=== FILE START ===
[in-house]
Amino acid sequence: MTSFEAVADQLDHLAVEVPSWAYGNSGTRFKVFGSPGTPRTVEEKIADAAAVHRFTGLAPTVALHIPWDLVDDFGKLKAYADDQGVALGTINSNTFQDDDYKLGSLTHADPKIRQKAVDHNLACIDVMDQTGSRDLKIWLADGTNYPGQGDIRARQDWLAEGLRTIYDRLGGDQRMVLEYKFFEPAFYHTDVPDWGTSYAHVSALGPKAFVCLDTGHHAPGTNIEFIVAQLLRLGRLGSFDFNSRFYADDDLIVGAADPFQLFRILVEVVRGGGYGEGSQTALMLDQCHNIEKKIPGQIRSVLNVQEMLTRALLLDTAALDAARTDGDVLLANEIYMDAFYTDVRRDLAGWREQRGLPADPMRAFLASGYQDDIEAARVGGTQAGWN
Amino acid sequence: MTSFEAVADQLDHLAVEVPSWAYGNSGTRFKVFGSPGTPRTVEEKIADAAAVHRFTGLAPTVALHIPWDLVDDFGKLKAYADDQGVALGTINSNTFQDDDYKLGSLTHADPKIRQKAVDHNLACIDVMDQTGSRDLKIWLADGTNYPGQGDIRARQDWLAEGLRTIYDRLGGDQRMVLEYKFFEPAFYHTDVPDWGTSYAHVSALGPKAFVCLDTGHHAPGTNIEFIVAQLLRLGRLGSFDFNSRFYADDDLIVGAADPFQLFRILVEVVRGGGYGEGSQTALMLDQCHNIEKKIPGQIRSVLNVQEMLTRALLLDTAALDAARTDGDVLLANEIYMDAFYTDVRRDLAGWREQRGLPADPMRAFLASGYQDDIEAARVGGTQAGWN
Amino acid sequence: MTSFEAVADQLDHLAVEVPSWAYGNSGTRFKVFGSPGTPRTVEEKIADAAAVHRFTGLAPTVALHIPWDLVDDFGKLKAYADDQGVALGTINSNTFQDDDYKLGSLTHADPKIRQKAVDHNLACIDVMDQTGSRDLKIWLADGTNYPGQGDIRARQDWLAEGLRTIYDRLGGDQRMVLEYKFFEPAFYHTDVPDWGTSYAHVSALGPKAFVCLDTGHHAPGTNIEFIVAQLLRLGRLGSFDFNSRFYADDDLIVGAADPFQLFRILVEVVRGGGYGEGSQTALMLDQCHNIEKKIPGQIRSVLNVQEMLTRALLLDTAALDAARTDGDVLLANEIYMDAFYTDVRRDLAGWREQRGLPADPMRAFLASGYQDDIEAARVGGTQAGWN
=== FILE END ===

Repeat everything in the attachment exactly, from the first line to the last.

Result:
[in-house]
Amino acid sequence: MTSFEAVADQLDHLAVEVPSWAYGNSGTRFKVFGSPGTPRTVEEKIADAAAVHRFTGLAPTVALHIPWDLVDDFGKLKAYADDQGVALGTINSNTFQDDDYKLGSLTHADPKIRQKAVDHNLACIDVMDQTGSRDLKIWLADGTNYPGQGDIRARQDWLAEGLRTIYDRLGGDQRMVLEYKFFEPAFYHTDVPDWGTSYAHVSALGPKAFVCLDTGHHAPGTNIEFIVAQLLRLGRLGSFDFNSRFYADDDLIVGAADPFQLFRILVEVVRGGGYGEGSQTALMLDQCHNIEKKIPGQIRSVLNVQEMLTRALLLDTAALDAARTDGDVLLANEIYMDAFYTDVRRDLAGWREQRGLPADPMRAFLASGYQDDIEAARVGGTQAGWN
Amino acid sequence: MTSFEAVADQLDHLAVEVPSWAYGNSGTRFKVFGSPGTPRTVEEKIADAAAVHRFTGLAPTVALHIPWDLVDDFGKLKAYADDQGVALGTINSNTFQDDDYKLGSLTHADPKIRQKAVDHNLACIDVMDQTGSRDLKIWLADGTNYPGQGDIRARQDWLAEGLRTIYDRLGGDQRMVLEYKFFEPAFYHTDVPDWGTSYAHVSALGPKAFVCLDTGHHAPGTNIEFIVAQLLRLGRLGSFDFNSRFYADDDLIVGAADPFQLFRILVEVVRGGGYGEGSQTALMLDQCHNIEKKIPGQIRSVLNVQEMLTRALLLDTAALDAARTDGDVLLANEIYMDAFYTDVRRDLAGWREQRGLPADPMRAFLASGYQDDIEAARVGGTQAGWN
Amino acid sequence: MTSFEAVADQLDHLAVEVPSWAYGNSGTRFKVFGSPGTPRTVEEKIADAAAVHRFTGLAPTVALHIPWDLVDDFGKLKAYADDQGVALGTINSNTFQDDDYKLGSLTHADPKIRQKAVDHNLACIDVMDQTGSRDLKIWLADGTNYPGQGDIRARQDWLAEGLRTIYDRLGGDQRMVLEYKFFEPAFYHTDVPDWGTSYAHVSALGPKAFVCLDTGHHAPGTNIEFIVAQLLRLGRLGSFDFNSRFYADDDLIVGAADPFQLFRILVEVVRGGGYGEGSQTALMLDQCHNIEKKIPGQIRSVLNVQEMLTRALLLDTAALDAARTDGDVLLANEIYMDAFYTDVRRDLAGWREQRGLPADPMRAFLASGYQDDIEAARVGGTQAGWN